Hitchens And Edmund Burke

While I’m blathering on about The Atlantic, I recommend Christopher Hitchens’s review of a new edition of Burke’s Reflections on the Revolution in France. I have not always liked Hitchens’s writing style, which sometimes has veered into too much pompous asperity for my taste. But I love his long-format book reviews like this one.

I also love the fact that he calls Karl Marx “the old bruiser of the British Museum”!

Hitchens reviews the French Revolution and Burke’s expectations of its likely outcomes, and it’s a superb read.

By the way, while on the subject of Burke: my husband said at the breakfast table last weekend that he would like to see the old Whig party reinvigorated, so that we could have some hope of something smacking of political representation. Any takers?

4 thoughts on “Hitchens And Edmund Burke

  1. Lynne, it seems clear to me that your natural home is in the Republican Party. No need for sentimental musings about an ante-bellum party that foundered when its long effort to finesse the slavery issue did.

    The problem in American politics today is that the mechanics of getting elected, and staying elected, have come to overwhelm the business of government. All sorts of new ideas had a chance to move forward beginning in 1981, because Ronald Reagan did not see his campaign and election as the main event. No national politician in either party shares his outlook now — all are focused on the requirements of the campaign. You, and I suspect most of the people you know, don’t have much of a place in their world. They wouldn’t understand your ideas and wouldn’t see how you could help them win their next campaign, and that is the root of the lack of representation you are reporting today.

  2. Steel tariffs, sugar tariffs, farm subsidy, airline bailout and the prescription drug handout are all brought to you by the Republican Party. By no means is the Republican party in its current or historic form (over the last hundred years or so) Whig (or Liberal, in the classic sense).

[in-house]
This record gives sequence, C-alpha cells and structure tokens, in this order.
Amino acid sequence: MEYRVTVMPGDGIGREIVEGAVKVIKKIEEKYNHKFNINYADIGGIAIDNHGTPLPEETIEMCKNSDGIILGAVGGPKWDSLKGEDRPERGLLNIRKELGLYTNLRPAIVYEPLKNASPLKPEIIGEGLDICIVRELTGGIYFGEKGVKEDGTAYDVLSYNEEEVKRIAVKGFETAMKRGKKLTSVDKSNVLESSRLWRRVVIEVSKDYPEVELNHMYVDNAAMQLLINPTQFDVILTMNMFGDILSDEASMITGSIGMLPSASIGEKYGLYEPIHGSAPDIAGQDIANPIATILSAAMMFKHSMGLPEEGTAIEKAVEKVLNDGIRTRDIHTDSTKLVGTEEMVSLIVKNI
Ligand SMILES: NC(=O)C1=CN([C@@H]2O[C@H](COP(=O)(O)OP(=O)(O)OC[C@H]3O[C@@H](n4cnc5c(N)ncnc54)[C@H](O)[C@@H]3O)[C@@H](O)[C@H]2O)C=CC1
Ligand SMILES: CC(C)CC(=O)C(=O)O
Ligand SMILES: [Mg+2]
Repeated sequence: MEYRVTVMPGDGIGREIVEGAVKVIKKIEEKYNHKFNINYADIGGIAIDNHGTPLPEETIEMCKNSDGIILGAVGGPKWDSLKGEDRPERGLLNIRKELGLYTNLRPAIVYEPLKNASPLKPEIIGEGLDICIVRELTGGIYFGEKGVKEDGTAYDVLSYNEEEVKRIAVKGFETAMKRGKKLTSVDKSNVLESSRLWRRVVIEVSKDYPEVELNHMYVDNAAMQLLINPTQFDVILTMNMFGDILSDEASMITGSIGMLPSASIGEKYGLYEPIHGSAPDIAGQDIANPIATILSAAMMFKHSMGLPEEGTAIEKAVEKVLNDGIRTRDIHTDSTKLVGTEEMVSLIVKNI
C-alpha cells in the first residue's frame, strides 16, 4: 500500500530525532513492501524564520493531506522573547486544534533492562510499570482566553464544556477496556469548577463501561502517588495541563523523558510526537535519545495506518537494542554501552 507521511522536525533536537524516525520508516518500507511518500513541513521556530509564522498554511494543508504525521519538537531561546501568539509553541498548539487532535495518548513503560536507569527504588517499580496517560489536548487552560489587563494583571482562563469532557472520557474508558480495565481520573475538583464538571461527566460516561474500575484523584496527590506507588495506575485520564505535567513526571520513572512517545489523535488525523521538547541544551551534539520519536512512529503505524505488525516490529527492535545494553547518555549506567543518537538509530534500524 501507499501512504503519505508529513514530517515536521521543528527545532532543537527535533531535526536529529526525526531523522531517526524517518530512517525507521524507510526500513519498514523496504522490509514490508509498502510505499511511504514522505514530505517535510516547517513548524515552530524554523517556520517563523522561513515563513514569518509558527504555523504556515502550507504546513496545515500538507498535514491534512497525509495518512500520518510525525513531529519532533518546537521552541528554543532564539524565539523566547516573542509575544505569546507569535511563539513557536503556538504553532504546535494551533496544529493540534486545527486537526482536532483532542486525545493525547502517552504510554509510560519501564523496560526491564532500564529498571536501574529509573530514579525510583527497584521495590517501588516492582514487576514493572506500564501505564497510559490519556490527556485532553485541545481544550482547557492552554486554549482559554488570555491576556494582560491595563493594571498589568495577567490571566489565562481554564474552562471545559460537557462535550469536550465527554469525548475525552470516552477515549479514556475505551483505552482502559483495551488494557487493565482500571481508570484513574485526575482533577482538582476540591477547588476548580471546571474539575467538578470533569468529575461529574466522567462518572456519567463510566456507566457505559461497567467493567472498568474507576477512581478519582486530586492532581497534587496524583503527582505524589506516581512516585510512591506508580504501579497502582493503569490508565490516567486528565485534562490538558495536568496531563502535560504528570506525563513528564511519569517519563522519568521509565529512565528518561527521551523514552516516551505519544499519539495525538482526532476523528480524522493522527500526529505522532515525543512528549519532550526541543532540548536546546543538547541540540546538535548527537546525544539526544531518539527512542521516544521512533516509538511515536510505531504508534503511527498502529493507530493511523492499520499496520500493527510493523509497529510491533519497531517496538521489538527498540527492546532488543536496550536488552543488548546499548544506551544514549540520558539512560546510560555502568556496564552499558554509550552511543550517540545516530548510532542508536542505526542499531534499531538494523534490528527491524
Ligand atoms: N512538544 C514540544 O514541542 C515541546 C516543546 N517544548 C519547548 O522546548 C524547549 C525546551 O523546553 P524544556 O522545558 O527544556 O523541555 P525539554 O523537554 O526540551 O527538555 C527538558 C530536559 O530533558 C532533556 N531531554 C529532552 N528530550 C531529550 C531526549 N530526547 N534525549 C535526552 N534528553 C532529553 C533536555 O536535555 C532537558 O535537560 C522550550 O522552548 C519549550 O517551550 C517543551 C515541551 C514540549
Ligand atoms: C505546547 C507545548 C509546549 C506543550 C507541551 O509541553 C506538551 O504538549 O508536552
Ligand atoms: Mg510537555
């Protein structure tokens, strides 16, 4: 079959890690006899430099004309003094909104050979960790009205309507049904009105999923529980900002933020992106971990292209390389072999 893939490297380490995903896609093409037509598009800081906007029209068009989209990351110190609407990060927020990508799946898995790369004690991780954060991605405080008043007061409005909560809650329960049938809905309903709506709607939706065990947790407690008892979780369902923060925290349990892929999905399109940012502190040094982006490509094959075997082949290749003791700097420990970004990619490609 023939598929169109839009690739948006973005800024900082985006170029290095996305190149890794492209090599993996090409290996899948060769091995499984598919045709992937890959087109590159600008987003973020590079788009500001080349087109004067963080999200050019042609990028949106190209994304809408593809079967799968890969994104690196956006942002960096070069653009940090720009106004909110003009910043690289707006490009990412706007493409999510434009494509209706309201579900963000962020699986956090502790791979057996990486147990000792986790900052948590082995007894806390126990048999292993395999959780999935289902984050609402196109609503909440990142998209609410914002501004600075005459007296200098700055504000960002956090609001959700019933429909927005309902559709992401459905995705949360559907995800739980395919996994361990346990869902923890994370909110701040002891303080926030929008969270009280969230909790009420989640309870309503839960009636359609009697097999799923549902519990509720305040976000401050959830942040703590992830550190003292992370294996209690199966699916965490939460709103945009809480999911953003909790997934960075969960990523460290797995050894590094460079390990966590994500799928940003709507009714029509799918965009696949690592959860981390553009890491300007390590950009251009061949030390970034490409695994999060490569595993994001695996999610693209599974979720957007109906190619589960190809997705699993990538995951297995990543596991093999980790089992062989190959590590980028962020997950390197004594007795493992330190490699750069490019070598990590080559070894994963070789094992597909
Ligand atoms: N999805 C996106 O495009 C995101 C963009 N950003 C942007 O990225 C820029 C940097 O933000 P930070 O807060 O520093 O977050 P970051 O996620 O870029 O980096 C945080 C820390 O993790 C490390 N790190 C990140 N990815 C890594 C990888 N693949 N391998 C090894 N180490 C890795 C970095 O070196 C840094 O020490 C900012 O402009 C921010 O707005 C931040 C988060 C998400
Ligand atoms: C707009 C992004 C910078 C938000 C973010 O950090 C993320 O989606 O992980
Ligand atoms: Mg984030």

There is a good primer on Liberalism at the Acton Institute


    defining Liberalism in the tradition of Saint Thomas Aquinas, Frederic Bastiat, and Gladstone.

    I have often thought that a strong defense of property rights and adherence to free trade are nearly exact opposites of party politics, perhaps leading to an explanation of why there is not a functional Whig party.


  3. Sign me up for the Whig’s mailing list!

    (Keep the telephone number on “do not call”, however …)

  4. I’m an Atlantic subscriber as well, but their leftward leap of late has grown tiresome. I nearly cancelled my subscription over the inanities of their “New America” State of the Union series this year and last.

    As goes the issue of demanding political representation of any sort, it can probably be forgotten until the economic-minded learn to impress the young with the same kinds of truisms that the anti-capital crowds take for granted. As a social experiment, I ventured the property rights argument on some newspaper copy editors. I posted as “lafollette.”

    The anti-capital crowd said, among other things, that democracy is more important that free exchange, the classical liberal tradition is irrelevant today, and that wealth redistribution is not only good, but necessary.

    And these folks control the news that Americans read.

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